Asia Will Build 500 Coal-Fired Power Plants This Year No Matter What the U.S. Does
|Coal-fired electric power plan in Datong, China. Photo credit:|
Stefen Chow/Bloomberg via Chamber of Commerce.
First, there’s The New York Times story that China has been using more coal than anyone thought:
Even for a country of China’s size, the scale of the correction is immense. The sharp upward revision in official figures means that China has released much more carbon dioxide — almost a billion more tons a year according to initial calculations — than previously estimated.
The increase alone is greater than the whole German economy emits annually from fossil fuels.
. . . The new data, which appeared recently in an energy statistics yearbook published without fanfare by China’s statistical agency, show that coal consumption has been underestimated since 2000, and particularly in recent years. The revisions were based on a census of the economy in 2013 that exposed gaps in data collection, especially from small companies and factories.
Illustrating the scale of the revision, the new figures add about 600 million tons to China’s coal consumption in 2012 — an amount equivalent to more than 70 percent of the total coal used annually by the United States.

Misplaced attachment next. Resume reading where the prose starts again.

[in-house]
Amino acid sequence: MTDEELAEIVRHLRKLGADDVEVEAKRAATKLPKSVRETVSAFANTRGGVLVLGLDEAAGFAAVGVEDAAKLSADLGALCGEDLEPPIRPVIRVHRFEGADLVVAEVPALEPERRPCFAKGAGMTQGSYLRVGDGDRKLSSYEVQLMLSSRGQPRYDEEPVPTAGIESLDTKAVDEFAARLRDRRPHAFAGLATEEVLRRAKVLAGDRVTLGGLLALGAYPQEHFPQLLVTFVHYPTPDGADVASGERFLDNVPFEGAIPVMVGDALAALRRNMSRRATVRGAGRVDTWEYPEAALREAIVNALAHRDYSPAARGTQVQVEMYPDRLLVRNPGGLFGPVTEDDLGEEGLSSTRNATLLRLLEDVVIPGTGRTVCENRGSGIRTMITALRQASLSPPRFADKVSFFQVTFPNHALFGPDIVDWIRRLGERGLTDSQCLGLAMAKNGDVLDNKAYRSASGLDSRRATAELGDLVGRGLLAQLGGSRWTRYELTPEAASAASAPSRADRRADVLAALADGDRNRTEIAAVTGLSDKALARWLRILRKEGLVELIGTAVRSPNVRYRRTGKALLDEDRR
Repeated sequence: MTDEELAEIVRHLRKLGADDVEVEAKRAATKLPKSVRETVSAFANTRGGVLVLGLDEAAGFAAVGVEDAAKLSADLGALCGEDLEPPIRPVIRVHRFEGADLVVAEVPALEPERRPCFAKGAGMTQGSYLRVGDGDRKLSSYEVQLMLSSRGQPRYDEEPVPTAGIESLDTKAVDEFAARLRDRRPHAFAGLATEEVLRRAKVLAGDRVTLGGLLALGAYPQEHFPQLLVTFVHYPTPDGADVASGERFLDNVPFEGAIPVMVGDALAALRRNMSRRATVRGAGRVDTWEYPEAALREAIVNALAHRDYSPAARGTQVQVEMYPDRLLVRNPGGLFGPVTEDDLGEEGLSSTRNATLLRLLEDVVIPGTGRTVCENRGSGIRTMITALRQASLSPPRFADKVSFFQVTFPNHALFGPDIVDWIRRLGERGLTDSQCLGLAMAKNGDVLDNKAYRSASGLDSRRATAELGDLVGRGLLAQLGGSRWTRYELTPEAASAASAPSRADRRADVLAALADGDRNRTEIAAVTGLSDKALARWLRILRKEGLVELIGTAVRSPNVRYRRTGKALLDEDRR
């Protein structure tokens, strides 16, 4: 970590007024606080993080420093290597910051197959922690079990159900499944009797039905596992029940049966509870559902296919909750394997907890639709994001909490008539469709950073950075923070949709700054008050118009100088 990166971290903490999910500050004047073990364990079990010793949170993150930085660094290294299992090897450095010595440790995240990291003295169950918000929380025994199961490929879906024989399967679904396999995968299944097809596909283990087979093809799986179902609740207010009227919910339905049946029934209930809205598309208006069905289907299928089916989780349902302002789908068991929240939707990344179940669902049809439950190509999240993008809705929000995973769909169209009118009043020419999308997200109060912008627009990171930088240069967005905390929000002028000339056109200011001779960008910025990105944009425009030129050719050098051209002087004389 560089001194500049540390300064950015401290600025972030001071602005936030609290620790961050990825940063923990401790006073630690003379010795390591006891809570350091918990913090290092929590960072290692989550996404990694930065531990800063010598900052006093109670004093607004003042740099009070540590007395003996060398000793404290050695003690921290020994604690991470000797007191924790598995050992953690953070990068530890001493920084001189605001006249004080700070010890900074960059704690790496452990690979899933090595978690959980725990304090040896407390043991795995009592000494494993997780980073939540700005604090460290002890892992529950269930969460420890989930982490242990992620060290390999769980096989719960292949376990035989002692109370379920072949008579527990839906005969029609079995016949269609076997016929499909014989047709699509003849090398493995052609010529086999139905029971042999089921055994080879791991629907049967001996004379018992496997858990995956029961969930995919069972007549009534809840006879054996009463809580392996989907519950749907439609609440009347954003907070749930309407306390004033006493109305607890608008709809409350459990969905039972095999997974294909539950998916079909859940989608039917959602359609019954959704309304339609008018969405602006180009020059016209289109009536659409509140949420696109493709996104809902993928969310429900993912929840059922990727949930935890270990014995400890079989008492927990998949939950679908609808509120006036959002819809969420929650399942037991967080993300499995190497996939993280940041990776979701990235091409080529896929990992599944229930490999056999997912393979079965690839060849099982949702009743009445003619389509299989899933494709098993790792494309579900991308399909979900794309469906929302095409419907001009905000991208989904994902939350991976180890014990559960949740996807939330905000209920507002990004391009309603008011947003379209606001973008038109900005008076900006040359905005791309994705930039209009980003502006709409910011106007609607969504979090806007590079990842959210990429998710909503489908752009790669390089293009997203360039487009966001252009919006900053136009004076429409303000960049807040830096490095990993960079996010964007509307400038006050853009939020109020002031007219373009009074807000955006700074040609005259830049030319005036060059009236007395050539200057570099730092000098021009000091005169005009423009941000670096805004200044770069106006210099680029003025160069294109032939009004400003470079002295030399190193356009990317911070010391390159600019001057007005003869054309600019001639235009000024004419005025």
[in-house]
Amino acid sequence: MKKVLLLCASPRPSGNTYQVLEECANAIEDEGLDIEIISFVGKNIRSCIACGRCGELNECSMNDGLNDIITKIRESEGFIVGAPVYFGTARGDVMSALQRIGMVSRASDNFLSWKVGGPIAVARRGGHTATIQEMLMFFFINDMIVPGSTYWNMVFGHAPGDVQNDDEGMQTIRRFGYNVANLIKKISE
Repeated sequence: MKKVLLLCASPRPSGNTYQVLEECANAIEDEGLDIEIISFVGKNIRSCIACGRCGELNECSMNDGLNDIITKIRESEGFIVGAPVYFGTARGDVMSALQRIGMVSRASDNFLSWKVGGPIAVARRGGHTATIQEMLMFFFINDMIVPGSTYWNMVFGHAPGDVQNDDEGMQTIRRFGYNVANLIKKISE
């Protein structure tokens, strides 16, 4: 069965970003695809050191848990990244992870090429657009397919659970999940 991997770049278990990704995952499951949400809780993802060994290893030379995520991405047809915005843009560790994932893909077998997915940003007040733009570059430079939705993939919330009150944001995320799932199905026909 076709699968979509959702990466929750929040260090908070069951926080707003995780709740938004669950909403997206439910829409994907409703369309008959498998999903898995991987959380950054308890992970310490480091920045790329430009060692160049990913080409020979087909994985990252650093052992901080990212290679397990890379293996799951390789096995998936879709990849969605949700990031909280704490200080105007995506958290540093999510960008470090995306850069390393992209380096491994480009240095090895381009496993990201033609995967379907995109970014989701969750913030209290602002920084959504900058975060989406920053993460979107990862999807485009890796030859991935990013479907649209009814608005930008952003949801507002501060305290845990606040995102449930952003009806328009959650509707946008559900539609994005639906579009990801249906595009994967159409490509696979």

China has pledged to reduce its carbon emissions from a peak level “around” 2030--assuming anyone knows how much is being produced by then. However, this pledge isn’t anything exceptional. It’s “little more than business as usual,” writes the Institute for 21st Century Energy’s Stephen Eule. “In other words, the Chinese have committed to doing what they are doing already.”
The second story is that Asia’s appetite coal for it isn’t letting up [h/t GWPF]:
. . . "Electricity is increasing its share in total energy consumption and coal is increasing its share in power generation," said Laszlo Varro, head of the gas, coal and power markets division for the International Energy Agency (IEA).
Some of the biggest growth in coal use is in India, where it meets 45 percent of total energy demand, compared with just over 20 percent each for petroleum products and biomass/waste.
"We're absolutely sure India's coal demand will continue to grow," Varro said.
These facts won't stop the Obama administration from touting EPA's Clean Power Plan as the United States' key contribution to the Paris talks. For them it's full speed ahead to push aside cheap and abundant coal as a source of electricity no matter the costs to our economy.
As Eule writes:
Sean Hackbarth is a policy advocate and Senior Editor at U.S Chamber of Commerce. He twitters at @seanhackbarth and is a contributing author at the ARRA News Service.
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